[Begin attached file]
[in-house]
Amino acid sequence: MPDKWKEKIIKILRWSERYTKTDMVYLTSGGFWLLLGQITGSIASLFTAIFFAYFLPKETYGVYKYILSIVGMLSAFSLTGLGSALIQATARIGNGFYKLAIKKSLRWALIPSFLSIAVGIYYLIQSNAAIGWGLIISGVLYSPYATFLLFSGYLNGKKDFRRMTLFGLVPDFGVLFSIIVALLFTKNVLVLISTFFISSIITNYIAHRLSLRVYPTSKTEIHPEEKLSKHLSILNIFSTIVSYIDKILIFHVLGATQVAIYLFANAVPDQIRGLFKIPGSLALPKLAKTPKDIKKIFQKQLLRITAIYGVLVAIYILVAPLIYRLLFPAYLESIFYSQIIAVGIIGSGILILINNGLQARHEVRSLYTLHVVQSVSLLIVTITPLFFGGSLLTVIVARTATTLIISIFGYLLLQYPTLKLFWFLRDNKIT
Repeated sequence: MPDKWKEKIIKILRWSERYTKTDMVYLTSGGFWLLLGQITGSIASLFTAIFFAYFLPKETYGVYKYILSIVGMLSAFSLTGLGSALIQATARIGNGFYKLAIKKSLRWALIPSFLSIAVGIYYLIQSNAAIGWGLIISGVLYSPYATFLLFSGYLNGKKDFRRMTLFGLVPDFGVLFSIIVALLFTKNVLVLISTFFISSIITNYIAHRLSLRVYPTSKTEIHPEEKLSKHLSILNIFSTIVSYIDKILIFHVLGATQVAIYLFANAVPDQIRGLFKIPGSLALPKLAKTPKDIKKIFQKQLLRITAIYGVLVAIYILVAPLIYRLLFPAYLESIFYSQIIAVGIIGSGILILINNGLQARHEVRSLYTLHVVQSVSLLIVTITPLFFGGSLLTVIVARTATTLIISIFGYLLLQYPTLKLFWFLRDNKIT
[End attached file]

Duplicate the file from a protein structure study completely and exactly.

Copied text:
[in-house]
Amino acid sequence: MPDKWKEKIIKILRWSERYTKTDMVYLTSGGFWLLLGQITGSIASLFTAIFFAYFLPKETYGVYKYILSIVGMLSAFSLTGLGSALIQATARIGNGFYKLAIKKSLRWALIPSFLSIAVGIYYLIQSNAAIGWGLIISGVLYSPYATFLLFSGYLNGKKDFRRMTLFGLVPDFGVLFSIIVALLFTKNVLVLISTFFISSIITNYIAHRLSLRVYPTSKTEIHPEEKLSKHLSILNIFSTIVSYIDKILIFHVLGATQVAIYLFANAVPDQIRGLFKIPGSLALPKLAKTPKDIKKIFQKQLLRITAIYGVLVAIYILVAPLIYRLLFPAYLESIFYSQIIAVGIIGSGILILINNGLQARHEVRSLYTLHVVQSVSLLIVTITPLFFGGSLLTVIVARTATTLIISIFGYLLLQYPTLKLFWFLRDNKIT
Repeated sequence: MPDKWKEKIIKILRWSERYTKTDMVYLTSGGFWLLLGQITGSIASLFTAIFFAYFLPKETYGVYKYILSIVGMLSAFSLTGLGSALIQATARIGNGFYKLAIKKSLRWALIPSFLSIAVGIYYLIQSNAAIGWGLIISGVLYSPYATFLLFSGYLNGKKDFRRMTLFGLVPDFGVLFSIIVALLFTKNVLVLISTFFISSIITNYIAHRLSLRVYPTSKTEIHPEEKLSKHLSILNIFSTIVSYIDKILIFHVLGATQVAIYLFANAVPDQIRGLFKIPGSLALPKLAKTPKDIKKIFQKQLLRITAIYGVLVAIYILVAPLIYRLLFPAYLESIFYSQIIAVGIIGSGILILINNGLQARHEVRSLYTLHVVQSVSLLIVTITPLFFGGSLLTVIVARTATTLIISIFGYLLLQYPTLKLFWFLRDNKIT